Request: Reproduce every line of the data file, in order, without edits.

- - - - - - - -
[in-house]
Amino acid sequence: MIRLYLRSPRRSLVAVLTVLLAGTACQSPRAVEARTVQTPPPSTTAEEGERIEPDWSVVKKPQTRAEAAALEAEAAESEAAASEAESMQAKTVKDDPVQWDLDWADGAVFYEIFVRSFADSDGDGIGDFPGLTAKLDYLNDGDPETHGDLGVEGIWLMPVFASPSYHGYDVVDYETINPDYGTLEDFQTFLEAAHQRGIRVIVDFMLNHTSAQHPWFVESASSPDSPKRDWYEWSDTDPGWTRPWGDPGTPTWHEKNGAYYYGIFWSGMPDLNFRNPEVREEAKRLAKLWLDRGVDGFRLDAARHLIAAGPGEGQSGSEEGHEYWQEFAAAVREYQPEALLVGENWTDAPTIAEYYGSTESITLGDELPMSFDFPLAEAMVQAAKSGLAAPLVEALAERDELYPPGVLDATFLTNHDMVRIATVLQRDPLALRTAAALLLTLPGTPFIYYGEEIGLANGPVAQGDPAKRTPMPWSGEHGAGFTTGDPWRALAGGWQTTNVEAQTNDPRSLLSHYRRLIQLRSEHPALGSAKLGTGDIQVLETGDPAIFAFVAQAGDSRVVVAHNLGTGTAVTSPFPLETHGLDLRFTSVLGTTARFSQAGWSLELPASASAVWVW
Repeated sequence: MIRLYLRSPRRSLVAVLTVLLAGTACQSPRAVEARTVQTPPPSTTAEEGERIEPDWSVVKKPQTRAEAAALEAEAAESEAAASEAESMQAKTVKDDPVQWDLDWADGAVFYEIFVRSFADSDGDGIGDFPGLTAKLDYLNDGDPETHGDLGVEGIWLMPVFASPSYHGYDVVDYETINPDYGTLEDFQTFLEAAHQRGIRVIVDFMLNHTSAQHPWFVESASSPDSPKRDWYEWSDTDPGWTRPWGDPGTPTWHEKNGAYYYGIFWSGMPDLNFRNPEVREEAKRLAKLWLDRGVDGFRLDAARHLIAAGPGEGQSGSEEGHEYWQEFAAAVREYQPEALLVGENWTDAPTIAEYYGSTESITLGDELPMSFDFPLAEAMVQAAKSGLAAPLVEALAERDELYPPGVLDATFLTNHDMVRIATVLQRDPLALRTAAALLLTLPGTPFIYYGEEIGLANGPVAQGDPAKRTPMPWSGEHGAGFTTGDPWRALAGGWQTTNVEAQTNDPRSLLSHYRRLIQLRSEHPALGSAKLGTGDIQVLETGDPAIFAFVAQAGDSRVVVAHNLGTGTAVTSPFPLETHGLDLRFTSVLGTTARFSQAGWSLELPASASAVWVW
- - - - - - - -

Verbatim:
[in-house]
Amino acid sequence: MIRLYLRSPRRSLVAVLTVLLAGTACQSPRAVEARTVQTPPPSTTAEEGERIEPDWSVVKKPQTRAEAAALEAEAAESEAAASEAESMQAKTVKDDPVQWDLDWADGAVFYEIFVRSFADSDGDGIGDFPGLTAKLDYLNDGDPETHGDLGVEGIWLMPVFASPSYHGYDVVDYETINPDYGTLEDFQTFLEAAHQRGIRVIVDFMLNHTSAQHPWFVESASSPDSPKRDWYEWSDTDPGWTRPWGDPGTPTWHEKNGAYYYGIFWSGMPDLNFRNPEVREEAKRLAKLWLDRGVDGFRLDAARHLIAAGPGEGQSGSEEGHEYWQEFAAAVREYQPEALLVGENWTDAPTIAEYYGSTESITLGDELPMSFDFPLAEAMVQAAKSGLAAPLVEALAERDELYPPGVLDATFLTNHDMVRIATVLQRDPLALRTAAALLLTLPGTPFIYYGEEIGLANGPVAQGDPAKRTPMPWSGEHGAGFTTGDPWRALAGGWQTTNVEAQTNDPRSLLSHYRRLIQLRSEHPALGSAKLGTGDIQVLETGDPAIFAFVAQAGDSRVVVAHNLGTGTAVTSPFPLETHGLDLRFTSVLGTTARFSQAGWSLELPASASAVWVW
Repeated sequence: MIRLYLRSPRRSLVAVLTVLLAGTACQSPRAVEARTVQTPPPSTTAEEGERIEPDWSVVKKPQTRAEAAALEAEAAESEAAASEAESMQAKTVKDDPVQWDLDWADGAVFYEIFVRSFADSDGDGIGDFPGLTAKLDYLNDGDPETHGDLGVEGIWLMPVFASPSYHGYDVVDYETINPDYGTLEDFQTFLEAAHQRGIRVIVDFMLNHTSAQHPWFVESASSPDSPKRDWYEWSDTDPGWTRPWGDPGTPTWHEKNGAYYYGIFWSGMPDLNFRNPEVREEAKRLAKLWLDRGVDGFRLDAARHLIAAGPGEGQSGSEEGHEYWQEFAAAVREYQPEALLVGENWTDAPTIAEYYGSTESITLGDELPMSFDFPLAEAMVQAAKSGLAAPLVEALAERDELYPPGVLDATFLTNHDMVRIATVLQRDPLALRTAAALLLTLPGTPFIYYGEEIGLANGPVAQGDPAKRTPMPWSGEHGAGFTTGDPWRALAGGWQTTNVEAQTNDPRSLLSHYRRLIQLRSEHPALGSAKLGTGDIQVLETGDPAIFAFVAQAGDSRVVVAHNLGTGTAVTSPFPLETHGLDLRFTSVLGTTARFSQAGWSLELPASASAVWVW